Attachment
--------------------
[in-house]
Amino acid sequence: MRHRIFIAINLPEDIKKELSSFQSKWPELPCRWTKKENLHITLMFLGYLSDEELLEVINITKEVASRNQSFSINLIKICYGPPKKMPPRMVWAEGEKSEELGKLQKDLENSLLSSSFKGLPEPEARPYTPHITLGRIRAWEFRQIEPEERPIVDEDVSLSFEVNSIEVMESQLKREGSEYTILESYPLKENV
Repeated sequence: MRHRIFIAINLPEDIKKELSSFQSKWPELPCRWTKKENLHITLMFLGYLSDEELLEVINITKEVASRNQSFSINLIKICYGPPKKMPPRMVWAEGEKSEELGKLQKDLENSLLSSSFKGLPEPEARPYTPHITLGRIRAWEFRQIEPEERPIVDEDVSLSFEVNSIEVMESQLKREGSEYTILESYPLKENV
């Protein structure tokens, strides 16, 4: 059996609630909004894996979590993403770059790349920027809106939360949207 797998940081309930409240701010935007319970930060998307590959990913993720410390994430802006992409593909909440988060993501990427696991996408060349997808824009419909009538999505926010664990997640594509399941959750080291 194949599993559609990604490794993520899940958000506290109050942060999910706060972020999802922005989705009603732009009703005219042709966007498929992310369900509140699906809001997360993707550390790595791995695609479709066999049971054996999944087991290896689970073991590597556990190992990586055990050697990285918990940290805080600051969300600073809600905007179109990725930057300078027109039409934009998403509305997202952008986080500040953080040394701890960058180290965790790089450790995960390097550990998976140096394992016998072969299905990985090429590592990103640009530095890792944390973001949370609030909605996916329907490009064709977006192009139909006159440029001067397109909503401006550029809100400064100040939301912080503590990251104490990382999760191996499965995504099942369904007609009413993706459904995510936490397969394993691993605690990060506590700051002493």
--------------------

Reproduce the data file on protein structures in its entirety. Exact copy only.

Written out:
[in-house]
Amino acid sequence: MRHRIFIAINLPEDIKKELSSFQSKWPELPCRWTKKENLHITLMFLGYLSDEELLEVINITKEVASRNQSFSINLIKICYGPPKKMPPRMVWAEGEKSEELGKLQKDLENSLLSSSFKGLPEPEARPYTPHITLGRIRAWEFRQIEPEERPIVDEDVSLSFEVNSIEVMESQLKREGSEYTILESYPLKENV
Repeated sequence: MRHRIFIAINLPEDIKKELSSFQSKWPELPCRWTKKENLHITLMFLGYLSDEELLEVINITKEVASRNQSFSINLIKICYGPPKKMPPRMVWAEGEKSEELGKLQKDLENSLLSSSFKGLPEPEARPYTPHITLGRIRAWEFRQIEPEERPIVDEDVSLSFEVNSIEVMESQLKREGSEYTILESYPLKENV
């Protein structure tokens, strides 16, 4: 059996609630909004894996979590993403770059790349920027809106939360949207 797998940081309930409240701010935007319970930060998307590959990913993720410390994430802006992409593909909440988060993501990427696991996408060349997808824009419909009538999505926010664990997640594509399941959750080291 194949599993559609990604490794993520899940958000506290109050942060999910706060972020999802922005989705009603732009009703005219042709966007498929992310369900509140699906809001997360993707550390790595791995695609479709066999049971054996999944087991290896689970073991590597556990190992990586055990050697990285918990940290805080600051969300600073809600905007179109990725930057300078027109039409934009998403509305997202952008986080500040953080040394701890960058180290965790790089450790995960390097550990998976140096394992016998072969299905990985090429590592990103640009530095890792944390973001949370609030909605996916329907490009064709977006192009139909006159440029001067397109909503401006550029809100400064100040939301912080503590990251104490990382999760191996499965995504099942369904007609009413993706459904995510936490397969394993691993605690990060506590700051002493």